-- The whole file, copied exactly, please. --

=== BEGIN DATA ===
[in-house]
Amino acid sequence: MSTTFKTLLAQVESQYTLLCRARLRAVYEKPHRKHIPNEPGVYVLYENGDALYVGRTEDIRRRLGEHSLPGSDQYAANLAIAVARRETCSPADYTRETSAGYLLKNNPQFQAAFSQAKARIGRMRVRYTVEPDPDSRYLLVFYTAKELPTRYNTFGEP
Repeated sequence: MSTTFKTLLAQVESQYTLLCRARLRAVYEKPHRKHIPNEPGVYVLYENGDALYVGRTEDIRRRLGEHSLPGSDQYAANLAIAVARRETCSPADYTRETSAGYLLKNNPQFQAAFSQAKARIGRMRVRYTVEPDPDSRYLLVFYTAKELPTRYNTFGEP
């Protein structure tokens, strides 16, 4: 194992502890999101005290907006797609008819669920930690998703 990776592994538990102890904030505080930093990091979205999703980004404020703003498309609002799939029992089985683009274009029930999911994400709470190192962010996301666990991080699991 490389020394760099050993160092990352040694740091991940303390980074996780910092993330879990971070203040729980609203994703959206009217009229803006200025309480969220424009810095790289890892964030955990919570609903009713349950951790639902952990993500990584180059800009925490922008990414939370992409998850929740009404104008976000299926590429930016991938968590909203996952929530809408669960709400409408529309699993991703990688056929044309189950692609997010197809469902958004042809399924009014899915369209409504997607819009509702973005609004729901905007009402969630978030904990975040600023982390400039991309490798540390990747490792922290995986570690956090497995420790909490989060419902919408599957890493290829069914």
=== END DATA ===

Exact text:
[in-house]
Amino acid sequence: MSTTFKTLLAQVESQYTLLCRARLRAVYEKPHRKHIPNEPGVYVLYENGDALYVGRTEDIRRRLGEHSLPGSDQYAANLAIAVARRETCSPADYTRETSAGYLLKNNPQFQAAFSQAKARIGRMRVRYTVEPDPDSRYLLVFYTAKELPTRYNTFGEP
Repeated sequence: MSTTFKTLLAQVESQYTLLCRARLRAVYEKPHRKHIPNEPGVYVLYENGDALYVGRTEDIRRRLGEHSLPGSDQYAANLAIAVARRETCSPADYTRETSAGYLLKNNPQFQAAFSQAKARIGRMRVRYTVEPDPDSRYLLVFYTAKELPTRYNTFGEP
């Protein structure tokens, strides 16, 4: 194992502890999101005290907006797609008819669920930690998703 990776592994538990102890904030505080930093990091979205999703980004404020703003498309609002799939029992089985683009274009029930999911994400709470190192962010996301666990991080699991 490389020394760099050993160092990352040694740091991940303390980074996780910092993330879990971070203040729980609203994703959206009217009229803006200025309480969220424009810095790289890892964030955990919570609903009713349950951790639902952990993500990584180059800009925490922008990414939370992409998850929740009404104008976000299926590429930016991938968590909203996952929530809408669960709400409408529309699993991703990688056929044309189950692609997010197809469902958004042809399924009014899915369209409504997607819009509702973005609004729901905007009402969630978030904990975040600023982390400039991309490798540390990747490792922290995986570690956090497995420790909490989060419902919408599957890493290829069914």